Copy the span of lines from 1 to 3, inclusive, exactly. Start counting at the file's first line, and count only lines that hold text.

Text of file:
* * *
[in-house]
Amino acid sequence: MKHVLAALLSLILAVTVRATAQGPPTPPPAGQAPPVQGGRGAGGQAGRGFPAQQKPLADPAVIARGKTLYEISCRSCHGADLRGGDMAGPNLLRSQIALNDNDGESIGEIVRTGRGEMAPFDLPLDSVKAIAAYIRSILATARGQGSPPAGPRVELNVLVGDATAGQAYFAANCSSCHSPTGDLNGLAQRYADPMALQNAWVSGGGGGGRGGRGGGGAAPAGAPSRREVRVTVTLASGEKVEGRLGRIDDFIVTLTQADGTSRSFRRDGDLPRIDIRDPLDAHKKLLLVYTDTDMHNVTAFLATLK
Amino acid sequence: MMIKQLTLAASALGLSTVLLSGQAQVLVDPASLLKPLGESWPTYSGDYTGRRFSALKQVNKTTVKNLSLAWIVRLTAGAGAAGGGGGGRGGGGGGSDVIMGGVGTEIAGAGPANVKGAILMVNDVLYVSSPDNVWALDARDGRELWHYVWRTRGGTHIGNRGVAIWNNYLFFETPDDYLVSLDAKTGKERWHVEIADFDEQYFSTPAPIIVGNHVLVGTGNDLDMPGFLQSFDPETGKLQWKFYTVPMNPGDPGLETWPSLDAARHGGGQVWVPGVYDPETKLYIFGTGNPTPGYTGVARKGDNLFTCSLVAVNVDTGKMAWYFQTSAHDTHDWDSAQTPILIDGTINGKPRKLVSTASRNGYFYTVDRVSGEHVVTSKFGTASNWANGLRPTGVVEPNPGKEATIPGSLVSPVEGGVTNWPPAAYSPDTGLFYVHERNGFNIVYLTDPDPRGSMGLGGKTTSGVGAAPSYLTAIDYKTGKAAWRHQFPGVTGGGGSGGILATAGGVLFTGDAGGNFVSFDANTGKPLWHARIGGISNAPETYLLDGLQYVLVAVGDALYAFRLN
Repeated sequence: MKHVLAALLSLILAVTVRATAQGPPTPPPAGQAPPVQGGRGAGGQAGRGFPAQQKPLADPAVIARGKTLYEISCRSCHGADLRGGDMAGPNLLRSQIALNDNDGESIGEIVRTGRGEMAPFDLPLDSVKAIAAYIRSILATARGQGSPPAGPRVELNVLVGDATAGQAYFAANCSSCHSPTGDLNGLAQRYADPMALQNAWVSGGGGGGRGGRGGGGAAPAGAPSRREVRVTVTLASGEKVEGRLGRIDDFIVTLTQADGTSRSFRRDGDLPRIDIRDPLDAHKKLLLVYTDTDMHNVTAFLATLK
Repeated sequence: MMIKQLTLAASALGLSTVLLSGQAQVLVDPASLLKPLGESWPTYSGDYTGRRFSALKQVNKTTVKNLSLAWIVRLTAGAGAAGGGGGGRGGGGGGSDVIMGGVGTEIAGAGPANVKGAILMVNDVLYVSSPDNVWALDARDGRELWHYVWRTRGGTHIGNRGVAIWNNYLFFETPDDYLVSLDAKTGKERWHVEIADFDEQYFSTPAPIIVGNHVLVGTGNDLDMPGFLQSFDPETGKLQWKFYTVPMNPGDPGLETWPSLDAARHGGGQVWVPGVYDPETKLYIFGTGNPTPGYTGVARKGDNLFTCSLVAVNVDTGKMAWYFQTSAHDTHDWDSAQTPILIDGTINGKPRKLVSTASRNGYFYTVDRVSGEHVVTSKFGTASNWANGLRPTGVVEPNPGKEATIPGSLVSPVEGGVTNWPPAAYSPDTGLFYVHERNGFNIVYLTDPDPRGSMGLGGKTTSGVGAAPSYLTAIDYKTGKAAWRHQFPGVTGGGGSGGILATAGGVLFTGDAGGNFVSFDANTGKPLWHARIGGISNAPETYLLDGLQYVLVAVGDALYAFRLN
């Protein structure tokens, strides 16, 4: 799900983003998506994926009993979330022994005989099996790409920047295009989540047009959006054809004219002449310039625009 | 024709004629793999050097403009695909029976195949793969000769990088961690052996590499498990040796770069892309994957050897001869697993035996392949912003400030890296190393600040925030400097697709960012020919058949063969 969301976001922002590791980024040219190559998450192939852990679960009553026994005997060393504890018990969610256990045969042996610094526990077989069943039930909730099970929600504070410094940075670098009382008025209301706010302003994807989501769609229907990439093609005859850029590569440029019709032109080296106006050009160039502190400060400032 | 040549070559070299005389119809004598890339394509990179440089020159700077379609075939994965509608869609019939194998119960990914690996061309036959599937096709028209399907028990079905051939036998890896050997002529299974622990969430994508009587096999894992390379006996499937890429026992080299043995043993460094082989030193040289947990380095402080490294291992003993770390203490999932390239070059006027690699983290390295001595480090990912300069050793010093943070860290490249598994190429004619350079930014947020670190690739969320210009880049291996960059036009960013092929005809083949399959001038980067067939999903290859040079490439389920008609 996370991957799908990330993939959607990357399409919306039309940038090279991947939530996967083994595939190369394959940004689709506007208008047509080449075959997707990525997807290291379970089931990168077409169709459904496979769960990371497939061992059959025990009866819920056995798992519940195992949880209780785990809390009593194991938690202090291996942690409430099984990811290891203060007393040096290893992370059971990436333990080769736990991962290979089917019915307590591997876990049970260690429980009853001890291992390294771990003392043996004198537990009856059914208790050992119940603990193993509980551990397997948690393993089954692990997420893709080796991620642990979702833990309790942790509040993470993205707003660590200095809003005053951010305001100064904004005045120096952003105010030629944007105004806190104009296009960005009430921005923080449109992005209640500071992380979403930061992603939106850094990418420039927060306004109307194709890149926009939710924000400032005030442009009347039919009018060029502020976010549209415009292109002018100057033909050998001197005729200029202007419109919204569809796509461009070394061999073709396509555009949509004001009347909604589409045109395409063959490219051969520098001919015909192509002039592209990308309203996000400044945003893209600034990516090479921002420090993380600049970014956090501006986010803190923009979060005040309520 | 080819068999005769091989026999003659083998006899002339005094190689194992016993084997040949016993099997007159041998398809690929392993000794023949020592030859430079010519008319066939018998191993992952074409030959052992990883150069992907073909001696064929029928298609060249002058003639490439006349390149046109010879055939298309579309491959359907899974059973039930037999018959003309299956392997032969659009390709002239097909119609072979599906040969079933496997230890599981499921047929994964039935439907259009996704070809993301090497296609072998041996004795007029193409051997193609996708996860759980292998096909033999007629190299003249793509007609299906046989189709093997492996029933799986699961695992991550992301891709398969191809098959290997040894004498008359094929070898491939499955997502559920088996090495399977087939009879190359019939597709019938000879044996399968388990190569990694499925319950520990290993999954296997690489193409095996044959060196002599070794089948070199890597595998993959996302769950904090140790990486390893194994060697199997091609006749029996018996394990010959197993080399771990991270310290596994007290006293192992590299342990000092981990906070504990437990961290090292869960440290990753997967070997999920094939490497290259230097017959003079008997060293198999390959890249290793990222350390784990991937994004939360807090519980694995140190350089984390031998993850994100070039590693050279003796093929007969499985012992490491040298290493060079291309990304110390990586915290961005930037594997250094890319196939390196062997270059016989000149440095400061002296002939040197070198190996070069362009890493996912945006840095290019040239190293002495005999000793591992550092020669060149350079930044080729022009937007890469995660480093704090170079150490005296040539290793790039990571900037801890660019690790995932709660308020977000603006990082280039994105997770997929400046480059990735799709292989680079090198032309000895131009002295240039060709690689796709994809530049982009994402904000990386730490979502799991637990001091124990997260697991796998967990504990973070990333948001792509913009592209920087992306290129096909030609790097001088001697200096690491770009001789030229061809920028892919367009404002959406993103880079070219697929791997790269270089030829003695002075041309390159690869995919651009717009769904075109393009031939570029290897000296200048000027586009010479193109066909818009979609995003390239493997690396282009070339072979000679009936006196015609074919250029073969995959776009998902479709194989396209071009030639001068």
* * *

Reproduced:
[in-house]
Amino acid sequence: MKHVLAALLSLILAVTVRATAQGPPTPPPAGQAPPVQGGRGAGGQAGRGFPAQQKPLADPAVIARGKTLYEISCRSCHGADLRGGDMAGPNLLRSQIALNDNDGESIGEIVRTGRGEMAPFDLPLDSVKAIAAYIRSILATARGQGSPPAGPRVELNVLVGDATAGQAYFAANCSSCHSPTGDLNGLAQRYADPMALQNAWVSGGGGGGRGGRGGGGAAPAGAPSRREVRVTVTLASGEKVEGRLGRIDDFIVTLTQADGTSRSFRRDGDLPRIDIRDPLDAHKKLLLVYTDTDMHNVTAFLATLK
Amino acid sequence: MMIKQLTLAASALGLSTVLLSGQAQVLVDPASLLKPLGESWPTYSGDYTGRRFSALKQVNKTTVKNLSLAWIVRLTAGAGAAGGGGGGRGGGGGGSDVIMGGVGTEIAGAGPANVKGAILMVNDVLYVSSPDNVWALDARDGRELWHYVWRTRGGTHIGNRGVAIWNNYLFFETPDDYLVSLDAKTGKERWHVEIADFDEQYFSTPAPIIVGNHVLVGTGNDLDMPGFLQSFDPETGKLQWKFYTVPMNPGDPGLETWPSLDAARHGGGQVWVPGVYDPETKLYIFGTGNPTPGYTGVARKGDNLFTCSLVAVNVDTGKMAWYFQTSAHDTHDWDSAQTPILIDGTINGKPRKLVSTASRNGYFYTVDRVSGEHVVTSKFGTASNWANGLRPTGVVEPNPGKEATIPGSLVSPVEGGVTNWPPAAYSPDTGLFYVHERNGFNIVYLTDPDPRGSMGLGGKTTSGVGAAPSYLTAIDYKTGKAAWRHQFPGVTGGGGSGGILATAGGVLFTGDAGGNFVSFDANTGKPLWHARIGGISNAPETYLLDGLQYVLVAVGDALYAFRLN